A person may have died a wrongful death if they were killed as a result of the negligence, carelessness or intentional act of another person or entity. We will go over all the details in the Tario & Associates Wrongful Death FAQ resource.
A wrongful death lawsuit is a civil lawsuit that seeks to hold accountable the person or entity responsible for the death of a loved one. A suit is brought by the executor or representative of a deceased person’s estate.
Typically, a wrongful death lawsuit is seeking “pecuniary” or financial injury compensation for the loss of support, services, potential inheritance, pain and suffering of the deceased, and medical and funeral expenses of the lost relative. The amount of pecuniary loss is determined by a judge or jury based on the age, character and condition of the decedent, his/her earning capacity, life expectancy, health and intelligence, as well as the circumstances of the beneficiaries of the estate.
When a person is killed as a result of another person, the defendant may be charged in both civil and criminal courts. A criminal case is brought by the government for the purpose of punishing the person through jail time or other measures while a civil case seeks justice through a monetary settlement.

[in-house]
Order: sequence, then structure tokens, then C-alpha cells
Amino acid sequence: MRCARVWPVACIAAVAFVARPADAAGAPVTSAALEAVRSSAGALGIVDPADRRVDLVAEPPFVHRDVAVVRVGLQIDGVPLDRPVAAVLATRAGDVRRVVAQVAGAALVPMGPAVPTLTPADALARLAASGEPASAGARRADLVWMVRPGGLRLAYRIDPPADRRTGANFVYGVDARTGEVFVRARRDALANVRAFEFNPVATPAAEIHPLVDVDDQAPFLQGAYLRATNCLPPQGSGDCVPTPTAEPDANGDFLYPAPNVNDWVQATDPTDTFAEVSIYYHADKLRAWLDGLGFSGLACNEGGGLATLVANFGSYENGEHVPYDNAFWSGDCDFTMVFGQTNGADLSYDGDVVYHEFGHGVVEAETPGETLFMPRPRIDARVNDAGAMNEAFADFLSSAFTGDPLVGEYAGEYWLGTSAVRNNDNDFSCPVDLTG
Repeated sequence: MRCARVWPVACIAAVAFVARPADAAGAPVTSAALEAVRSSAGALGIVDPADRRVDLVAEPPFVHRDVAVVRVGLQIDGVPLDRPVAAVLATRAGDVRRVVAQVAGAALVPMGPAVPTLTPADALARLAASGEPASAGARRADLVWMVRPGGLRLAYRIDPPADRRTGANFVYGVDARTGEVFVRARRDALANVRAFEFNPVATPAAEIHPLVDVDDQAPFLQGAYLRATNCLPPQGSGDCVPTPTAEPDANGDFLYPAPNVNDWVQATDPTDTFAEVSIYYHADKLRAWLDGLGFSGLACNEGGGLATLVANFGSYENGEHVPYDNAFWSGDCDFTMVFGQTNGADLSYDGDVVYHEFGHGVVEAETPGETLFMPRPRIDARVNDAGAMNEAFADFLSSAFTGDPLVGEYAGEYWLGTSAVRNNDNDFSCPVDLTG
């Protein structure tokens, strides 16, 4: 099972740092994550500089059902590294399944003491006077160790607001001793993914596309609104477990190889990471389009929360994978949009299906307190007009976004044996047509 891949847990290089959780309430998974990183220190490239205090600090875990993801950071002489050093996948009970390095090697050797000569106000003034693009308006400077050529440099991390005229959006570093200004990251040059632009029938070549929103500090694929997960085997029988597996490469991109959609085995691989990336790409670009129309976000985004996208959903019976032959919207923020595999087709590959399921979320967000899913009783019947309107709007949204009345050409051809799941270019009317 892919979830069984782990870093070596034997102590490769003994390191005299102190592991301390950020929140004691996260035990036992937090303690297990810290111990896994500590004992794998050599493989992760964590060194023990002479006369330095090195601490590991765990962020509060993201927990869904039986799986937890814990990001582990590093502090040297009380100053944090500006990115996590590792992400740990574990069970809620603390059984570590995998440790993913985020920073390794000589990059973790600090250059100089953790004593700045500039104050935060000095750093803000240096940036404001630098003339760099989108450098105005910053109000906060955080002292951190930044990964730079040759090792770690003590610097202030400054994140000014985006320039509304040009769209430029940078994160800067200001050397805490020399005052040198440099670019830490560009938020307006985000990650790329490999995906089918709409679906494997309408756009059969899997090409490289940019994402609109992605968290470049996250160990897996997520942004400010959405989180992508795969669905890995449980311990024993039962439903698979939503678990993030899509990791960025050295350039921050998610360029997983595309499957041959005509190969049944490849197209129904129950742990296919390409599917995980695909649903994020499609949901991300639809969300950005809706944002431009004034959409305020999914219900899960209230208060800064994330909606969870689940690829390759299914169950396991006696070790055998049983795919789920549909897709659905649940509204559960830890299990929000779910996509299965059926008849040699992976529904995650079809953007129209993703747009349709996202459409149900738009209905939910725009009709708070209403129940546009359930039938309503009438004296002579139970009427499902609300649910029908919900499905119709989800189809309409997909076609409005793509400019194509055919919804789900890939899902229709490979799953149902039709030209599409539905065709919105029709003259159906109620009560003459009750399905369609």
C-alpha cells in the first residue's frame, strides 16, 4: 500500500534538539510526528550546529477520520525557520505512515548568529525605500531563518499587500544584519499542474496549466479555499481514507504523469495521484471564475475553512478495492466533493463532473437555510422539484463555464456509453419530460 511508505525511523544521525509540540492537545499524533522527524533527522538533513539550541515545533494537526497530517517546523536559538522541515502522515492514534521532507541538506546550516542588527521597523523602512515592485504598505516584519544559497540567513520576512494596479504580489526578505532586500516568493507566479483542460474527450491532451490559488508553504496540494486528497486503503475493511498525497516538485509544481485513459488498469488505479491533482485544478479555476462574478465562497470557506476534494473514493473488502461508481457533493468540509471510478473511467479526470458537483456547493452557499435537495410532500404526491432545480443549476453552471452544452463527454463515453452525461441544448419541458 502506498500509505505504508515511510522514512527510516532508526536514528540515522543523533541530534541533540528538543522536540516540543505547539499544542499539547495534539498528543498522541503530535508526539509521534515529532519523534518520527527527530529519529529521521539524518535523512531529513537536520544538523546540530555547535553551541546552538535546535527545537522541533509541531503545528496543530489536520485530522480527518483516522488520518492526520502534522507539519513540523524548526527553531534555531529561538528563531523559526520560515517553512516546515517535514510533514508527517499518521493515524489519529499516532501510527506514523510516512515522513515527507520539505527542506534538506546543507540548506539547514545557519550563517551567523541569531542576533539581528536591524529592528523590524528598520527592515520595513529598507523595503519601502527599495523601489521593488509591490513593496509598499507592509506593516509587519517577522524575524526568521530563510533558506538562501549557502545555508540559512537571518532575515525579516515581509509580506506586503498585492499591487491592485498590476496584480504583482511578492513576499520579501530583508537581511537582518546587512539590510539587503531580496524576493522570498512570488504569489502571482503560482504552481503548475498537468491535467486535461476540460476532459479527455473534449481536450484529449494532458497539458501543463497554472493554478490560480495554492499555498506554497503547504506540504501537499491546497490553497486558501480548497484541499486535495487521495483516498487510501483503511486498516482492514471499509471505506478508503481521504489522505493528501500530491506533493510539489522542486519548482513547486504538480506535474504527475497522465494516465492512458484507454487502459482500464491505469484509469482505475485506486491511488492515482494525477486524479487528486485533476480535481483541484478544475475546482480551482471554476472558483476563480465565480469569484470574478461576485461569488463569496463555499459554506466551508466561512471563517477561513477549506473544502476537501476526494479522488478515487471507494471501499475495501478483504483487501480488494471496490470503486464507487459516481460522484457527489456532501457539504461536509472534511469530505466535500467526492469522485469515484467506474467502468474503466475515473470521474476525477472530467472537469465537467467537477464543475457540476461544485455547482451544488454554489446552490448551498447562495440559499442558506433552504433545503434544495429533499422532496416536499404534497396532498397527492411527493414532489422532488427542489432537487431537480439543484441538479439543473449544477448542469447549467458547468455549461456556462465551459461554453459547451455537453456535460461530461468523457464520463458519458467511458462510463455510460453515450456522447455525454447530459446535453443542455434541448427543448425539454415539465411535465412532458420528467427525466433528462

While not every state allows parents to bring wrongful death lawsuits for fetuses, Washington State does allow it if a medical expert can prove that the fetus was “viable.” Viability means that the fetus was healthy before the negligent action and would have been born healthy if it weren’t for the unfortunate incident.
Yes, a parent, child or adult dependent may file a wrongful death lawsuit for the loss of a child or elderly person. Plaintiff’s should know that because the amount of the settlement of each wrongful death case is determined by the value of the victim’s life to surviving dependents, the deceased person’s lost earning potential is an important factor. Because children and an elderly person past retirement age typically would not be earning income, it often means a much smaller settlement.
Yes, other factors such as the services provided to the family would be used to calculate a reasonable settlement for a person who did not earn an income. A stay-at-home parent, for example, makes contributions to the family such as childcare that are quantifiable as “pecuniary losses” in a wrongful death action.
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